Sumit Singhal loves modern architecture. He comes from a family of builders who have built more than 20 projects in the last ten years near Delhi in India. He has recently started writing about the architectural projects that catch his imagination.
THE NEWTOWN SCHOOL in Kolkata, West Bengal by Abin Design Studio
July 14th, 2015 by Sumit Singhal
Article source: Abin Design Studio
This school façade project came to us at a stage when the construction of the 2 academic blocks was already underway. The blocks were rather generic, with 6 floors of classrooms, labs, and other facilities arranged towards the periphery around matching central courtyards. Our brief was to work within these existing parameters to make a school. So we developed a design program in terms of circulation, movement, ventilation, classrooms and other concerns.”
Keeping in mind the location of the school in the Newtown Area of Kolkata, and its simple surroundings, this school needed to make an impact and establish a distinct identity. The locality is planned in a radial grid and the site for the school is curved along the longer edges. One approaches the site along the inner curve and the blocks are placed at a slight angle facing each other very slightly. They are separated by an active play area. The school also has a swimming pool on its grounds. Of the 2-acre plot, the school occupies approximately 1,60,000 sq ft. of floor space.
The first step was to create an identity for the school. Our approach was to create a screen that wraps around the buildings and unifies them visually. Also, we intended for the central courtyards of the buildings to merge with the play area creating a seamless connection between junior and senior school. Due to a restriction in program, this ground level connection was not possible. However, the screen was created with a strong character so that its continuous application across the buildings by itself would prove to be a unifying element.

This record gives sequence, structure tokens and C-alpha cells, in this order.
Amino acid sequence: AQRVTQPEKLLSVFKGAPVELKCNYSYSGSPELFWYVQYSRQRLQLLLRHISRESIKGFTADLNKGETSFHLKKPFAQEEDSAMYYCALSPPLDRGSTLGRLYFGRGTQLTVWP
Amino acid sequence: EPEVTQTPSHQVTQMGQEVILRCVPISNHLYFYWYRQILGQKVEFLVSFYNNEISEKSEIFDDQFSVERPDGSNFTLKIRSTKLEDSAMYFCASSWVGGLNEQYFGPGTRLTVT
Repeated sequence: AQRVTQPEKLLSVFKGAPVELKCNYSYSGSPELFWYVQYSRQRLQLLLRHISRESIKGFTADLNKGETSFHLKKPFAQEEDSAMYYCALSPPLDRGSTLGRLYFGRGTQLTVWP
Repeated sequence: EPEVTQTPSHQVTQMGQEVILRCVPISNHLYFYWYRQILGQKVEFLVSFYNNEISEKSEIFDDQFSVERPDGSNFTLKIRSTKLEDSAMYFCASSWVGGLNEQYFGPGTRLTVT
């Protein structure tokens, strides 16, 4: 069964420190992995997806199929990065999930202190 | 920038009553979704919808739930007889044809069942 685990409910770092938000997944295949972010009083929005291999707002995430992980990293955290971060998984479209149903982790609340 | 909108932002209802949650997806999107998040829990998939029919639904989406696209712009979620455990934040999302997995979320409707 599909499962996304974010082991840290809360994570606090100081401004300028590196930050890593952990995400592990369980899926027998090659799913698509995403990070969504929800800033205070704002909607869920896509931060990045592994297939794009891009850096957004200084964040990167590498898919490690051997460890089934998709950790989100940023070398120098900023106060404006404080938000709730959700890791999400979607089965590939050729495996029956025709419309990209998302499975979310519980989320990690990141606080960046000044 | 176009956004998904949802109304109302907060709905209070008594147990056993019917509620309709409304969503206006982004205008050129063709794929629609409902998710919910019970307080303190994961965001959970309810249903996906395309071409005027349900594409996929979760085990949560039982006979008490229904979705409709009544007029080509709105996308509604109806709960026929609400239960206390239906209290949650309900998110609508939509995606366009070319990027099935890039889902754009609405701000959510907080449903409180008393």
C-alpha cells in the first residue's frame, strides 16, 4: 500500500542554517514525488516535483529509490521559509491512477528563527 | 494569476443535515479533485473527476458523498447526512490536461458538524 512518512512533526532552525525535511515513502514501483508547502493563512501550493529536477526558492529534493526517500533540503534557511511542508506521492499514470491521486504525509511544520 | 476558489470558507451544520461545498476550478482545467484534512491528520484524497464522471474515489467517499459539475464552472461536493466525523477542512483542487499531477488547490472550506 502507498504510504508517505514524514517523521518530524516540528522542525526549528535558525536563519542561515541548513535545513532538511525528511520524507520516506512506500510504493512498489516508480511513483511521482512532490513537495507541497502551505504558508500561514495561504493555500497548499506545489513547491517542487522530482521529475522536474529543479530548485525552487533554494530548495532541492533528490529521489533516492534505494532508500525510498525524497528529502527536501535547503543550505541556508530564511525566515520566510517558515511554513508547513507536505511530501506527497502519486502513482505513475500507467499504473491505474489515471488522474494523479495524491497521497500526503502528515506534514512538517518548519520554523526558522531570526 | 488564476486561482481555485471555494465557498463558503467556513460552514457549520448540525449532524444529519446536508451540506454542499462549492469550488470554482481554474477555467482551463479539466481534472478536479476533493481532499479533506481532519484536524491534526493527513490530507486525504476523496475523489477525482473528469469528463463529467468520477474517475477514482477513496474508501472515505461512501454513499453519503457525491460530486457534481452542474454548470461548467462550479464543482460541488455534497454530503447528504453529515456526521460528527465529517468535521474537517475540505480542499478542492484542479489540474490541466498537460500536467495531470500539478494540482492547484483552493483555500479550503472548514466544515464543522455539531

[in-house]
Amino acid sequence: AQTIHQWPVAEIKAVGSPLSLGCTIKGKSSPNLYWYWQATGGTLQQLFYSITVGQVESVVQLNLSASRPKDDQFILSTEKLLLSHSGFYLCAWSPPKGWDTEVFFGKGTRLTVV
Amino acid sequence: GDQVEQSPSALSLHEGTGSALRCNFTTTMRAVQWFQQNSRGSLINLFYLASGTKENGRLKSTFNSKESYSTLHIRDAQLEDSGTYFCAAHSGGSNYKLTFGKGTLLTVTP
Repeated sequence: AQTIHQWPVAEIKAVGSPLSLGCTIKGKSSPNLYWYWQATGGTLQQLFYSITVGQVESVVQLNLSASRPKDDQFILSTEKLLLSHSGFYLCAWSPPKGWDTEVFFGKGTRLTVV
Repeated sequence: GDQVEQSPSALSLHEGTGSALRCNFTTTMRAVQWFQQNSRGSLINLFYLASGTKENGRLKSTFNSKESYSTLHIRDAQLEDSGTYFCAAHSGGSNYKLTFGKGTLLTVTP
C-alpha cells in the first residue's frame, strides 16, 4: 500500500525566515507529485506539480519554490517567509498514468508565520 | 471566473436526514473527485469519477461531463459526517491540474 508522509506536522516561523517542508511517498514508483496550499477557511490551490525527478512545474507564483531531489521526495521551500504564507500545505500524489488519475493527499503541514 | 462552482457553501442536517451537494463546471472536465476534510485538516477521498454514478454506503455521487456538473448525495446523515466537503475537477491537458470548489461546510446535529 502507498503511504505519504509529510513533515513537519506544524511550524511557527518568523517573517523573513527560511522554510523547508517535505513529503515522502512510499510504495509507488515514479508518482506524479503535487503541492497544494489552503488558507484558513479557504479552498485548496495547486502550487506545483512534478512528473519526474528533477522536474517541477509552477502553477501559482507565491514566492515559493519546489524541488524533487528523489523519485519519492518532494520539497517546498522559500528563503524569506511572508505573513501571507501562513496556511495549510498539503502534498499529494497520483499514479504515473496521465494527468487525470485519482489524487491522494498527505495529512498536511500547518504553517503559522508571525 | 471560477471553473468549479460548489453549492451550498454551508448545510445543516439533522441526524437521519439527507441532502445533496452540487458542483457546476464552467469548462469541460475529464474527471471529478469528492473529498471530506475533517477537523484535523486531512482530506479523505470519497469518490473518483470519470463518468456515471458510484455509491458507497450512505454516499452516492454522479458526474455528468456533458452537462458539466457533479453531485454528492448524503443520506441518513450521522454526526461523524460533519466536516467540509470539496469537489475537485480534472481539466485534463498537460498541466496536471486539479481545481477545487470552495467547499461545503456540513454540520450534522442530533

Graphical representations of symbols, alphabets and numbers became an inspiration for the screen. Younger children relate to simple lines as letters of the alphabet and as they grow, abstractions of the same would start to look more like alpha, gamma and pi. Thus, Familiar shapes and symbols were used to create a bespoke stencil screen around the existing unremarkable building mass. The facade not only provides shade to the classrooms from the harsh sun but also lends the school a distinct identity.
488 panels, made of Fibre-Reinforced Plastic (FRP), measuring 3.2 x 3.2 meters envelop each of the two academic blocks. 13 different panels were designed with a combination of small and large alphabets, numbers and symbols. These have been placed in various orientations to achieve a randomized effect on the façade.
Structural slabs were projected beyond the building surface all around in a way such that an exact number of panels would fit on all surfaces on the symmetrical cuboids. This also enabled simpler servicing of the panels from the back and ensured a better light quality for the building.
A small scale study model was created in-house to understand the same and make a decision on treatment of the panels, the walls and the windows behind the screen.
A mild steel frame work was devised in a grid like manner on the projected slabs to align with the FRP panels. A fixing detail using steel Z-profiles embedded into the FRP panels was developed to fix these 70kg panels to this M.S. support structure.
The grey walls and windows background brings out the white FRP screen in all its glory. Starting with a sample of the module and fixing detail to manufacturing, shipping, complete installation, painting and cleaning, the façade system took 4 months to complete on site. The effect is exactly what we hoped for with its dramatic expression and unmistakable identity.